US librarians at Yale University Library sent the most complete known collection of late 1980s and early 1990s Cambodian newspapers for freeze-drying in an attempt to salvage them from water damage caused when a burst pipe triggered the sprinkler system.
Approximately 3,000 titles from the library’s Southeast Asia collection got wet when heat from the burst steam pipe triggered the fire prevention sprinkler system Jan 7, according to a Yale press release.
The damaged papers, which include editions of Kampuchea newspaper from 1986 to 1992 and approximately 58 titles from the Untac period and the years immediately following, are currently at a freeze drying facility in Chicago, Illinois, said Rich Richie, South and Southeast Asia Collections Curator at the library.
Only the Cambodian newspaper collection—not yet microfilmed—is considered irreplaceable, Richie wrote in an e-mail last week.
“The basic process involves flash freezing the wet library material and then drawing off the ice crystals with a strong vacuum, without letting the material thaw,” Richie wrote.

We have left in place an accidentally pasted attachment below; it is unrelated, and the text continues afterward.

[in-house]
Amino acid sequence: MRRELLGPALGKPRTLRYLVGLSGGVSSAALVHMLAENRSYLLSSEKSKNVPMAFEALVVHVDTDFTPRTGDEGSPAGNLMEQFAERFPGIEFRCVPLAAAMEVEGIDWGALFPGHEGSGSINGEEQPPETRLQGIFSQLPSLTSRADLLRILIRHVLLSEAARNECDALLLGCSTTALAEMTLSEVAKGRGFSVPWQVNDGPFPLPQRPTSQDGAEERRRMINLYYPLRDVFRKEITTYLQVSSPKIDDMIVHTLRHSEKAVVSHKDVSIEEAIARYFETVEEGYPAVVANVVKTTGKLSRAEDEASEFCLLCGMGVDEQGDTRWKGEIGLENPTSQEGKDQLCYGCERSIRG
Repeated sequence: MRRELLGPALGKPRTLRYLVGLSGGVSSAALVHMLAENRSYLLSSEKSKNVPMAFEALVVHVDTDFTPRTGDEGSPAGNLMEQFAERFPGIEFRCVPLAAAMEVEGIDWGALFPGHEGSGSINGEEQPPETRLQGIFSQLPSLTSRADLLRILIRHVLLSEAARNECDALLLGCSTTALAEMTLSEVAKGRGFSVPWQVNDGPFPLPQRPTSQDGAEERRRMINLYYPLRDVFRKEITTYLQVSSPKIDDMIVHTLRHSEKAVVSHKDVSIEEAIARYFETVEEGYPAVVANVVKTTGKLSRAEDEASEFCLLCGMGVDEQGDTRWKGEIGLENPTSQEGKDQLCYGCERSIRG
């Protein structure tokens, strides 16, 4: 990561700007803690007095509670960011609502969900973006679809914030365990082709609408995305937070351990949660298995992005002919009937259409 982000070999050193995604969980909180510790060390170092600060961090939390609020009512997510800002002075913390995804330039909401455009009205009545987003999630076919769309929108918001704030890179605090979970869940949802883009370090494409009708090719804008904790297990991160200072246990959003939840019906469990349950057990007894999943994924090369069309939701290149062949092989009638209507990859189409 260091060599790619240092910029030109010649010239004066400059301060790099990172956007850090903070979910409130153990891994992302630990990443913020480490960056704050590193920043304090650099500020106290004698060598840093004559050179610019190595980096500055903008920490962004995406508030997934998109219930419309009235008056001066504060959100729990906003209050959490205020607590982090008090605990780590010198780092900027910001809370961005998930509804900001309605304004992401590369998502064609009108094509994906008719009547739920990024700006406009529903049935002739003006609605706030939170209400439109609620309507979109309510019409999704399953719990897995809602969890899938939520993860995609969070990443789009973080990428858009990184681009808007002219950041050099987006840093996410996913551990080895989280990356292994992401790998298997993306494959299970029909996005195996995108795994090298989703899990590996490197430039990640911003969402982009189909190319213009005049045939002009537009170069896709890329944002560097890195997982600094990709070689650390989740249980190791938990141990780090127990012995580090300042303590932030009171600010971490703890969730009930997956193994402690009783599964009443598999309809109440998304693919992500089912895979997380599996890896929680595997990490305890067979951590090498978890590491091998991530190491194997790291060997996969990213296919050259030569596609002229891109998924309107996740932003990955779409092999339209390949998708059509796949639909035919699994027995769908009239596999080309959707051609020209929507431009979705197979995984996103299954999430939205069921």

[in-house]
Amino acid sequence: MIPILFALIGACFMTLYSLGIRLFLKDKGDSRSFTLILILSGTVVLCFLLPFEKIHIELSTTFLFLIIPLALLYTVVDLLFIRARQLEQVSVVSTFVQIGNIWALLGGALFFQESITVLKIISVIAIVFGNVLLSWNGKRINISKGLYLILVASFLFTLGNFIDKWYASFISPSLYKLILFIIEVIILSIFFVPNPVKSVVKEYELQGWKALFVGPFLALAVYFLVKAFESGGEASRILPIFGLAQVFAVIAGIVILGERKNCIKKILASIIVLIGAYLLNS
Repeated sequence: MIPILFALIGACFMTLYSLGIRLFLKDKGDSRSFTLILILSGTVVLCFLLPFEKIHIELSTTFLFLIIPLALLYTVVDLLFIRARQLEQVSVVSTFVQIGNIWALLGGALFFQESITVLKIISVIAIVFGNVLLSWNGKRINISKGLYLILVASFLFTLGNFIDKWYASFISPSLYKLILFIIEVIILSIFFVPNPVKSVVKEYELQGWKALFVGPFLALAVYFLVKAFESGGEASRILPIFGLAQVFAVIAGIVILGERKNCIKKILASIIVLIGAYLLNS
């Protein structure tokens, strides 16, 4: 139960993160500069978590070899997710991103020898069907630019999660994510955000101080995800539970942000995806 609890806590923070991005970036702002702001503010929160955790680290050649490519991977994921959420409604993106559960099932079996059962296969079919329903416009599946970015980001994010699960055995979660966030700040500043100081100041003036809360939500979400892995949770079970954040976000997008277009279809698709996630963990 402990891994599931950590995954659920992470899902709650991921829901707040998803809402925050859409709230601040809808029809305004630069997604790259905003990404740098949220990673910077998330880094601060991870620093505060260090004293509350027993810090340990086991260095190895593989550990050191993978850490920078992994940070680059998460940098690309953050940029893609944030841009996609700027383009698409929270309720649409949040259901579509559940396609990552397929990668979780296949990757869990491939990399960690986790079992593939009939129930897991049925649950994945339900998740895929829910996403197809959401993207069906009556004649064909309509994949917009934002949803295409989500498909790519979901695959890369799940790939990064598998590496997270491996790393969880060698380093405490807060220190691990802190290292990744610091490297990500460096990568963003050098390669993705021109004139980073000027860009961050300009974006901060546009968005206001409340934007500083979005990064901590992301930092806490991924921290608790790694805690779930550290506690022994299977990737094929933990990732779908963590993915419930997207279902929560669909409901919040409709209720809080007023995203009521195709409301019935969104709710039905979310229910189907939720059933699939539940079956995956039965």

“The procedure is repeated until all the water is drawn off while the material is in a frozen state. We expect the process to take six to eight weeks.”
Documentation Center of Cambodia Director Youk Chhang said he believes that most if not all of Yale’s damaged collection would likely be available at the Cambodian National Archive or National Library.
Information Minister Khieu Kanharith, who was editor of the newspaper Kampuchea in the 1980s, said that his paper was kept in the National Archives, but he was too busy to comment further Sunday.
Youk Chhang added that he was relieved to hear that Yale’s Cambodian Genocide Program records were not damaged. That collection includes microfilm of most of DC-Cam’s archives.